Grantham Museum is at ‘real risk’ of closure if it does not receive the support it desperately needs from the local community.
Since reopening as a charity five years ago after being forced to close in 2012 due to Lincolnshire County Council budget cuts, it now relies entirely on a team of volunteers and community donations to keep it open.
Retail director Alison Paxton said: “It costs £25,000 a year to run. We hold a variety of events, talks and workshops to try and raise some of the funds, but we are reliant on community donations.”
Despite having a dedicated team of volunteers who are passionate about the town’s history and work tirelessly to create exhibits including D-Day, Dambusters, Margaret Thatcher and Sir Isaac Newton, Grantham Museum project director David Burling says it is not sustainable.
He said: “As well as some corporate sponsorship and donations, the museum is relying on office rentals to generate the money needed to keep it open. We should be focusing our time on exhibiting the story of Grantham and this is not sustainable in the long term. If we lose the office rentals, we will be left with no choice but to close the museum.”
David is concerned that by hosting regular events and exhibitions, the public assume that the museum is doing well.
He added: “People might think that we are managing comfortably but we are far from it. If Grantham wants a museum, then it simply cannot be taken for granted. Our mission is to build a sustainable museum that educates, informs and inspires all generations, but we need everyone to get behind us.”
In an effort to try and secure its future, the museum board has been planning ahead.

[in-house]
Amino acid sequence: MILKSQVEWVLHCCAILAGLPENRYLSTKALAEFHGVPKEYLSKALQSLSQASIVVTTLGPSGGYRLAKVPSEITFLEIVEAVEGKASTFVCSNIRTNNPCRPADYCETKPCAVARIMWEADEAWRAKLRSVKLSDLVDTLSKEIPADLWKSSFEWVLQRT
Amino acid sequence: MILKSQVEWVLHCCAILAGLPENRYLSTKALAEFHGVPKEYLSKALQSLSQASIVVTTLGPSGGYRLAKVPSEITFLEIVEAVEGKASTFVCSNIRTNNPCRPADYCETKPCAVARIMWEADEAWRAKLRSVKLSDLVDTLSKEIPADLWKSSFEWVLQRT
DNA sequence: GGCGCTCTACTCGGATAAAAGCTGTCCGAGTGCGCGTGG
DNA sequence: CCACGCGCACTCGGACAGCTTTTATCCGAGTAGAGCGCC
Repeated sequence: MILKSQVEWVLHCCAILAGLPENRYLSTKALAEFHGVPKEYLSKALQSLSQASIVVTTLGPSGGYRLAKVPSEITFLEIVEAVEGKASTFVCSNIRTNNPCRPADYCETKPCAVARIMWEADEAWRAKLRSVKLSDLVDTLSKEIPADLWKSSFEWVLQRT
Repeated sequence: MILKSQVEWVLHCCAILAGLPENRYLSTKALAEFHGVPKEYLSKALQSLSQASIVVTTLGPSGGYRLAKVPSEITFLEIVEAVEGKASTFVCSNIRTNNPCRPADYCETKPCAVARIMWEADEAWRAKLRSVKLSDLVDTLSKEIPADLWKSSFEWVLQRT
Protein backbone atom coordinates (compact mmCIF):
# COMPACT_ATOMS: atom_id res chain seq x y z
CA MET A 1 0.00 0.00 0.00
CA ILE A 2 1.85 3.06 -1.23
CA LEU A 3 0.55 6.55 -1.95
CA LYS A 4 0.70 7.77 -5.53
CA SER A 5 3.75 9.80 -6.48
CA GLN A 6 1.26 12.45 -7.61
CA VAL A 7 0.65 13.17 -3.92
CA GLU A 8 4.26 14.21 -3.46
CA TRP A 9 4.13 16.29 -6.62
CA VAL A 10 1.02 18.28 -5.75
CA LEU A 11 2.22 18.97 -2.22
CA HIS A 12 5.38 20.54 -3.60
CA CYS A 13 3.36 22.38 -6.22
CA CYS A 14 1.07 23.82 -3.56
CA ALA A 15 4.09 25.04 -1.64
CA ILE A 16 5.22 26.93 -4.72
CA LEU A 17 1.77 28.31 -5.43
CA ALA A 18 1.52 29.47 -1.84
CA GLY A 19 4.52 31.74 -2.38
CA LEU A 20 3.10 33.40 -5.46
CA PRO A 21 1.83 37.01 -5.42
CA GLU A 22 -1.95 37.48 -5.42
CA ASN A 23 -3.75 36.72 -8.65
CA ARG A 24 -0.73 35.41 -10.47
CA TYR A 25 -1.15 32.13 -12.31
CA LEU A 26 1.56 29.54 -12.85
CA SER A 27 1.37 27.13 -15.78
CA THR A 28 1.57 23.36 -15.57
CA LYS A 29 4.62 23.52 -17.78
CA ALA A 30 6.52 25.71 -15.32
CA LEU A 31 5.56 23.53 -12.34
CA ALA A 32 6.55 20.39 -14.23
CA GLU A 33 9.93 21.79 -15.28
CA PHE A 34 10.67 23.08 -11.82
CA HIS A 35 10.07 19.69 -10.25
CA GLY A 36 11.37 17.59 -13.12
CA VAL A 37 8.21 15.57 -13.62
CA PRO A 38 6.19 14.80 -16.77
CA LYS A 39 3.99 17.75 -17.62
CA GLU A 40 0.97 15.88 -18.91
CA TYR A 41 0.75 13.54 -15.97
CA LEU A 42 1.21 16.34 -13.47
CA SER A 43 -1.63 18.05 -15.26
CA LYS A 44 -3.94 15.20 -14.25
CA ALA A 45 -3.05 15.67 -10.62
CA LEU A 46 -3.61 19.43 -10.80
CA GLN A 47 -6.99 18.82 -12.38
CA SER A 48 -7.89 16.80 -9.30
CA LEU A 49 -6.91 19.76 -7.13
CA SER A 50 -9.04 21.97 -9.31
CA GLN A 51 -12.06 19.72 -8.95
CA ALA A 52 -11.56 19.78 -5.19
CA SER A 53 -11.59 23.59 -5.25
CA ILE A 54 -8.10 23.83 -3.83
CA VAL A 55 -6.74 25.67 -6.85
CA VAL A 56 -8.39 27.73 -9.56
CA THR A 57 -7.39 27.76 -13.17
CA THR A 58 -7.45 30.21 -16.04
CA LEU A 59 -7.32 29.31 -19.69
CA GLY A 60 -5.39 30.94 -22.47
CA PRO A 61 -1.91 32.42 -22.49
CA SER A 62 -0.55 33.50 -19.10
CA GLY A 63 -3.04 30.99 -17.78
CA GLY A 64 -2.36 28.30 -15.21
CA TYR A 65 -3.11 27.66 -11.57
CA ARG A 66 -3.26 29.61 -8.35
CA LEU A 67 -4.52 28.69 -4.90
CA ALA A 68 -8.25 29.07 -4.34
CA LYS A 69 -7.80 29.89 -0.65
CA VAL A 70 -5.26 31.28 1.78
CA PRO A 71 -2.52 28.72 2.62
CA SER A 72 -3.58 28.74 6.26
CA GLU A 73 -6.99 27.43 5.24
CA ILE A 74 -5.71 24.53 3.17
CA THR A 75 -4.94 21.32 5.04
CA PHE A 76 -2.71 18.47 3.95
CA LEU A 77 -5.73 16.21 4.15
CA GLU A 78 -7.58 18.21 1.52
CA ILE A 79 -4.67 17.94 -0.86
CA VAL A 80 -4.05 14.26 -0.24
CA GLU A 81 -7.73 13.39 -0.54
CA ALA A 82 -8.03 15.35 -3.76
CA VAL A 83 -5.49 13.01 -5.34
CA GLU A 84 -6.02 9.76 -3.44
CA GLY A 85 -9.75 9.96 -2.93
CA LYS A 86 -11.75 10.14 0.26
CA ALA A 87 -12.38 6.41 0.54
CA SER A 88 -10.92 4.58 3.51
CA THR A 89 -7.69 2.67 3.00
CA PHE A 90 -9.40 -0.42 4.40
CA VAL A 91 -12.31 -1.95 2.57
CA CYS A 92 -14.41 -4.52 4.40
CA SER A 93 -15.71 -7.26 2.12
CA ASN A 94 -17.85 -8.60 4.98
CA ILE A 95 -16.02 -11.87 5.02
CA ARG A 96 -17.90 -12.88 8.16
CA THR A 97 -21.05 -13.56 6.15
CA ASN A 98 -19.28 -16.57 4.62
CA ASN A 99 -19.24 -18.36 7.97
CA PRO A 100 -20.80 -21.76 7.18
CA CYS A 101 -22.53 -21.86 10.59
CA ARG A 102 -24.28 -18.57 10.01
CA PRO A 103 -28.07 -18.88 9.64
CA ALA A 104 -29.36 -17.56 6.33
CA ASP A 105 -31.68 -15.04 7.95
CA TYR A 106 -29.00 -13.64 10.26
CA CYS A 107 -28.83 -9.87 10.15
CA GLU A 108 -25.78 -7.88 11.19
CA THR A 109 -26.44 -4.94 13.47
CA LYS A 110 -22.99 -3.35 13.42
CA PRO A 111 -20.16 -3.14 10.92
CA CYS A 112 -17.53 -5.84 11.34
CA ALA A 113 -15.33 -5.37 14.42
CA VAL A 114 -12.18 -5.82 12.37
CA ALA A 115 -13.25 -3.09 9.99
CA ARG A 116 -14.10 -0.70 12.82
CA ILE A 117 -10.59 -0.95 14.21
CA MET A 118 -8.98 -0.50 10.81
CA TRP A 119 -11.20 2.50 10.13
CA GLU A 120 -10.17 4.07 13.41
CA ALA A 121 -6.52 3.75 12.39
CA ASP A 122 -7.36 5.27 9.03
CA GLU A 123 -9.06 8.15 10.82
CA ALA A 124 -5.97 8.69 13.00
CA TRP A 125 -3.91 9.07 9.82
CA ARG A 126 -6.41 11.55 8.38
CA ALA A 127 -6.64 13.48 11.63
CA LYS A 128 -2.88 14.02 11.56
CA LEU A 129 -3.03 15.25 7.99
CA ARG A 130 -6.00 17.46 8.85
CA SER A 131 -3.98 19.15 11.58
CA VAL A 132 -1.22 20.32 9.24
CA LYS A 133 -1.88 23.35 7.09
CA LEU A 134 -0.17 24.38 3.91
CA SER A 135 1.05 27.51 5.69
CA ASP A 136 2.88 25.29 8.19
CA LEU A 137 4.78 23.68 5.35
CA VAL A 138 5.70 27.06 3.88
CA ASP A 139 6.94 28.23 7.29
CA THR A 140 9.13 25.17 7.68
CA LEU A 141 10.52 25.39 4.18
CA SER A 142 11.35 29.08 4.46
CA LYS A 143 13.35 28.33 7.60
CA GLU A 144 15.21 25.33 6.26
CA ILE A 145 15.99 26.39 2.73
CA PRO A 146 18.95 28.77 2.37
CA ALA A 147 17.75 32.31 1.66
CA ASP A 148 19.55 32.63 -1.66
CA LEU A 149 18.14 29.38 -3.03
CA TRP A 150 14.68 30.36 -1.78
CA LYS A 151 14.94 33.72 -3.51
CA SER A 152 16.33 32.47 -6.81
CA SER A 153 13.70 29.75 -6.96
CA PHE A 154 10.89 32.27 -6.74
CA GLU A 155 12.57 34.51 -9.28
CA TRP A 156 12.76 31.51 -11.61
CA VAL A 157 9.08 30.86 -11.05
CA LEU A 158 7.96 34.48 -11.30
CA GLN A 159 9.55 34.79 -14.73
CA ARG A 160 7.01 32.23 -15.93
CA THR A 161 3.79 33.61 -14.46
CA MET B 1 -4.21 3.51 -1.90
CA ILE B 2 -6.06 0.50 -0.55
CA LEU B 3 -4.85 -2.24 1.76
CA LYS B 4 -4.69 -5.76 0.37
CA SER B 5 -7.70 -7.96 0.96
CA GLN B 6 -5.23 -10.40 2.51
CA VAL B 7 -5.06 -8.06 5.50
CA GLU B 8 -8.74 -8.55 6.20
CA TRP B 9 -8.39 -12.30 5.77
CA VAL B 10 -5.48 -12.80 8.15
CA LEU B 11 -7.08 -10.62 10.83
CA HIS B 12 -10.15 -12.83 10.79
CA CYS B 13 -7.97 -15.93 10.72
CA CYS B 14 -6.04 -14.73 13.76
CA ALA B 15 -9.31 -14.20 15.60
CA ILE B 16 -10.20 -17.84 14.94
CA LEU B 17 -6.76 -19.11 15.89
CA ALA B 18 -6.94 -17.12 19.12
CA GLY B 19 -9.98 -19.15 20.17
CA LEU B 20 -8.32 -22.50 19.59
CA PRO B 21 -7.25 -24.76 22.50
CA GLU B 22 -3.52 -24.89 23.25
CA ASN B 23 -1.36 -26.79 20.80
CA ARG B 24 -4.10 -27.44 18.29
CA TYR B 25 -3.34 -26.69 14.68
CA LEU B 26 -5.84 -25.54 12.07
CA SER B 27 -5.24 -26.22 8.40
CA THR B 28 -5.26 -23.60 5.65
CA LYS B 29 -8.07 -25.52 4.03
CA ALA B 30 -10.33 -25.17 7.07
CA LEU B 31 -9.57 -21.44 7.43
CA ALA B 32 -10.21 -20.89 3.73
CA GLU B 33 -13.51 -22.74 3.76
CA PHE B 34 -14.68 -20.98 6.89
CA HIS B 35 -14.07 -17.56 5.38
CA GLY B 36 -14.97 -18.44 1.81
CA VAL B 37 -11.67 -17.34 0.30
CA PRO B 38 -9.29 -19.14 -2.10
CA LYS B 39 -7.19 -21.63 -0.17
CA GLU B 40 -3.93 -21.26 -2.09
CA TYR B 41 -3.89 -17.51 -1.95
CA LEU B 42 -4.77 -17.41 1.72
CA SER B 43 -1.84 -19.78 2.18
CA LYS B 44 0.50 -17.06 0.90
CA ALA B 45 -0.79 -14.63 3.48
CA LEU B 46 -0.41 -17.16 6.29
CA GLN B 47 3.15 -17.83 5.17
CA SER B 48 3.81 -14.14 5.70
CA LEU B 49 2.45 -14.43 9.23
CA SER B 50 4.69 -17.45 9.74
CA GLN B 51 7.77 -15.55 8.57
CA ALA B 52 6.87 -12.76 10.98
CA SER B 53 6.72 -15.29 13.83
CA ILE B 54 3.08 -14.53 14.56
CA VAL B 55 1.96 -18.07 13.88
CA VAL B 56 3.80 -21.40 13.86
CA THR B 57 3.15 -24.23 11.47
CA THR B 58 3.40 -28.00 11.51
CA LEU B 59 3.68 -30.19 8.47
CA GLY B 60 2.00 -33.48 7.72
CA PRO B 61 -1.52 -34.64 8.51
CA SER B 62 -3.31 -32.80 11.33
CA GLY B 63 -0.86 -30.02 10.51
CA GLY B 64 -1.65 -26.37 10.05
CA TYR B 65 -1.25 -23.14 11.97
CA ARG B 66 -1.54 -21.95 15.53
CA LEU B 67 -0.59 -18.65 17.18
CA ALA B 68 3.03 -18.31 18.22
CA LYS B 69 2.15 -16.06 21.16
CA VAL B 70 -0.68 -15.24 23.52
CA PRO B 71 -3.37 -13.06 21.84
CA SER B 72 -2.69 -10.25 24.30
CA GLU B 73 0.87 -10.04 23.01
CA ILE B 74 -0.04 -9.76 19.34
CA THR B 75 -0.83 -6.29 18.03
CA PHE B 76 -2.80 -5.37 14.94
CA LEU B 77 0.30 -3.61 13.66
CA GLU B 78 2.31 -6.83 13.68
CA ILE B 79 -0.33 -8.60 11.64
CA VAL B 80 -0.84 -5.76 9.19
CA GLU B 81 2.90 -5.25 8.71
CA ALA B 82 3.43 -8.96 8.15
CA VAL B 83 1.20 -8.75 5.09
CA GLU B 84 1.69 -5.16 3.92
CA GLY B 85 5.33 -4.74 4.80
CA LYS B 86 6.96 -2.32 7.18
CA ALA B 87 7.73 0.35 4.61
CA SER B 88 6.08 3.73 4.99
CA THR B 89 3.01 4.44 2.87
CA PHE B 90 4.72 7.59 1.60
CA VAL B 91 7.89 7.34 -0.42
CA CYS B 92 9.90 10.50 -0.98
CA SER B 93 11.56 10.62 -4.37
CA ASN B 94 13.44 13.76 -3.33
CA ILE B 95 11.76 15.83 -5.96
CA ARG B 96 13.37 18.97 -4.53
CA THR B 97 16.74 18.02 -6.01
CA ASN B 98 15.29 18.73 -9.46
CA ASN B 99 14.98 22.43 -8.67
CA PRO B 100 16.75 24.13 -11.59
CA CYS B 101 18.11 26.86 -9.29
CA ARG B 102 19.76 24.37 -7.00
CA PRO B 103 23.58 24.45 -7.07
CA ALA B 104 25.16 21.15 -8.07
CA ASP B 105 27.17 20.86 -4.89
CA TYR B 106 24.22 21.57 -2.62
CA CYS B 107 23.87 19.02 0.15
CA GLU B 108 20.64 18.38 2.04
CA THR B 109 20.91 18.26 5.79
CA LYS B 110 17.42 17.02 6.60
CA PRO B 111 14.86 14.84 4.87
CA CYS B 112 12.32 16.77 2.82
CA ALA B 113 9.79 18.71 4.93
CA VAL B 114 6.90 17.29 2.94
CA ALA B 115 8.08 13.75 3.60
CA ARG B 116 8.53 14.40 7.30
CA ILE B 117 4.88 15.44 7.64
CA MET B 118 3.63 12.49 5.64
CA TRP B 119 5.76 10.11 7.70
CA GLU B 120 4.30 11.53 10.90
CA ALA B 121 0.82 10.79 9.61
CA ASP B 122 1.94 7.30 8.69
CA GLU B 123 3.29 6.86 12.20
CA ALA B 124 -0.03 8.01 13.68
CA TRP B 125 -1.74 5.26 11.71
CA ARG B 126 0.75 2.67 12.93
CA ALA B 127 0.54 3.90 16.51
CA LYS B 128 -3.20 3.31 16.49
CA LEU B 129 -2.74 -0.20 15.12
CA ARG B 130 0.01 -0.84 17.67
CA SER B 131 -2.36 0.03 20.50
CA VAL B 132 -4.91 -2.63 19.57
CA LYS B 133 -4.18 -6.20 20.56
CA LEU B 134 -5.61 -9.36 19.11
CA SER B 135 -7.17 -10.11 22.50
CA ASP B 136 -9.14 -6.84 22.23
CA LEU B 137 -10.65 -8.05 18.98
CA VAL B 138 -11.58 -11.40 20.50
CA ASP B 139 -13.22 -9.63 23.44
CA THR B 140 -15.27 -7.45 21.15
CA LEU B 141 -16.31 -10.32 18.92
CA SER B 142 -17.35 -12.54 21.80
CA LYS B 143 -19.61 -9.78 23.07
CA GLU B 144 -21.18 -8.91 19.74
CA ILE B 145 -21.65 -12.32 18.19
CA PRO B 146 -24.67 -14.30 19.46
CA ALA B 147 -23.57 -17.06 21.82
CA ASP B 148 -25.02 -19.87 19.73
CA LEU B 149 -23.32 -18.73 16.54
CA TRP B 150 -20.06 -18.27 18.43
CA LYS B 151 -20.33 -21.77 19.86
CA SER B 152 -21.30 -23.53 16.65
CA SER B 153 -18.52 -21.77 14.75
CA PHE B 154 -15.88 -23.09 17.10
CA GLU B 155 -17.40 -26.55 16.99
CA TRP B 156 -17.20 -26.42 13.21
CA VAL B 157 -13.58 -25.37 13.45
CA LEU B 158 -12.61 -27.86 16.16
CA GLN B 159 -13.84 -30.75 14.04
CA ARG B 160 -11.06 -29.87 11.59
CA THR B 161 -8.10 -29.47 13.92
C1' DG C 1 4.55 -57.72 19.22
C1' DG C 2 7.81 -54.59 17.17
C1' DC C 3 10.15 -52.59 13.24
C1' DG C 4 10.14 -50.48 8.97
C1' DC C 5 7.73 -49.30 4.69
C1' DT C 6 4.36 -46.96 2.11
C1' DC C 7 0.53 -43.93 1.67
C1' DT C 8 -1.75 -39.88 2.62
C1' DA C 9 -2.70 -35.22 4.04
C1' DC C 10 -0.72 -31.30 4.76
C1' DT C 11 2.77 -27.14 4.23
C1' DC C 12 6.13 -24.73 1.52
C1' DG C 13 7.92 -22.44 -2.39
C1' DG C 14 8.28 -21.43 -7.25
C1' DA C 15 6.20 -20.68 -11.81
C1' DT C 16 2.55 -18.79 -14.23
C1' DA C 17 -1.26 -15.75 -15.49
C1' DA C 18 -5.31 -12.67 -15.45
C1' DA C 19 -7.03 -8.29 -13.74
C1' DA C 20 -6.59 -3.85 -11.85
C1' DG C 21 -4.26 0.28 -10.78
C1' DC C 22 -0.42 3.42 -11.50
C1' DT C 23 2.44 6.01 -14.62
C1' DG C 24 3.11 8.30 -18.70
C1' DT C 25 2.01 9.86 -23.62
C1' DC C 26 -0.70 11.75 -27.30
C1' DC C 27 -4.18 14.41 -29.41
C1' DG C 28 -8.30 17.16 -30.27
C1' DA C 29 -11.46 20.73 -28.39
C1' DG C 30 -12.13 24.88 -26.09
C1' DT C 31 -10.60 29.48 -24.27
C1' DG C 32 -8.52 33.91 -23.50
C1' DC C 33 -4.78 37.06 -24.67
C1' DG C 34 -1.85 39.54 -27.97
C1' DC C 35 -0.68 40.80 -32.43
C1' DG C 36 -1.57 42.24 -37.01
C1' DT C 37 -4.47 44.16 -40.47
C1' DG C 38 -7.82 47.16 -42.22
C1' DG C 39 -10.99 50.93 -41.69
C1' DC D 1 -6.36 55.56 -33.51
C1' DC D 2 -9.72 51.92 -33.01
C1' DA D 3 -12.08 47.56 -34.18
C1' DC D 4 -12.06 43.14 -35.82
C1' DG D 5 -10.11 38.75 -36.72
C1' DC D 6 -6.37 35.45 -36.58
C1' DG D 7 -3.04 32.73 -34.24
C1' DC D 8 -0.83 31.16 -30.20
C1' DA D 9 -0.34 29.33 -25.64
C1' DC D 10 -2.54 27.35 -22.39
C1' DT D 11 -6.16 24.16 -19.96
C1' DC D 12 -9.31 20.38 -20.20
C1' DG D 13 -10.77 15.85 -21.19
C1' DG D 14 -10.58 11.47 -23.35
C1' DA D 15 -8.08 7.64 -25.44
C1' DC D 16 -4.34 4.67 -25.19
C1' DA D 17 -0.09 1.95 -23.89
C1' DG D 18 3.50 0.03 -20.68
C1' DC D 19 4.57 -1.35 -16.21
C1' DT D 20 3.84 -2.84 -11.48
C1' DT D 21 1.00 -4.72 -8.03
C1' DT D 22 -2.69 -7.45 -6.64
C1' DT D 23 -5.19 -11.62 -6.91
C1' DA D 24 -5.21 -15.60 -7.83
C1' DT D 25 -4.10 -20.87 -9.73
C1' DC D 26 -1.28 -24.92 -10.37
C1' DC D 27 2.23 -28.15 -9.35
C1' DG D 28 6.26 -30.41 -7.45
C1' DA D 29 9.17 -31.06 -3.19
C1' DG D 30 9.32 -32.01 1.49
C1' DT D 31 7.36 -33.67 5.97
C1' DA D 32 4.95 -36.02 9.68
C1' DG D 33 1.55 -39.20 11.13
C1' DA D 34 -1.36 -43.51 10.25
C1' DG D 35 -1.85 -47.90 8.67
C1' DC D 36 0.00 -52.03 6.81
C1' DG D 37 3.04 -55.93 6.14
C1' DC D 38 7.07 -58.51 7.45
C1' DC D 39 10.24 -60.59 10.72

He added: “We would still like to maintain free entry to make the museum accessible to everyone and we are in talks with InvestSK about the heritage quarter and how we will fit into it. If we can get a committee together, we are aiming to put in a heritage lottery funding bid in 2019, but we need to try and keep going until then.”
If the bid is successful, the museum will undergo a substantial redevelopment over the next few years, including developing an interactive ‘time machine’ which will allow visitors to travel back in time in Grantham.
David added: “We get a lot of people asking whether we can feature Aveling Barford, Marco’s engineering firm and Granada cinema, but space has always been an issue. With the time machine, it offers the visitors a completely immersive experience, allowing them to submerge themselves in Grantham’s history from start to finish. It will be engaging, appeal to all ages and we can replicate all of the content online.”
The time machine is just one of the many features that the museum is planning including creating a mobile app and other forms of interactive technology showcasing Grantham’s heritage to help make history more exciting for the younger generation.
David said: “It is time to step up what we have to offer. We can keep the museum going but we need help from the Grantham community and businesses. Not just short term support, but long term. If not, then we are always going to be at risk of closure.”
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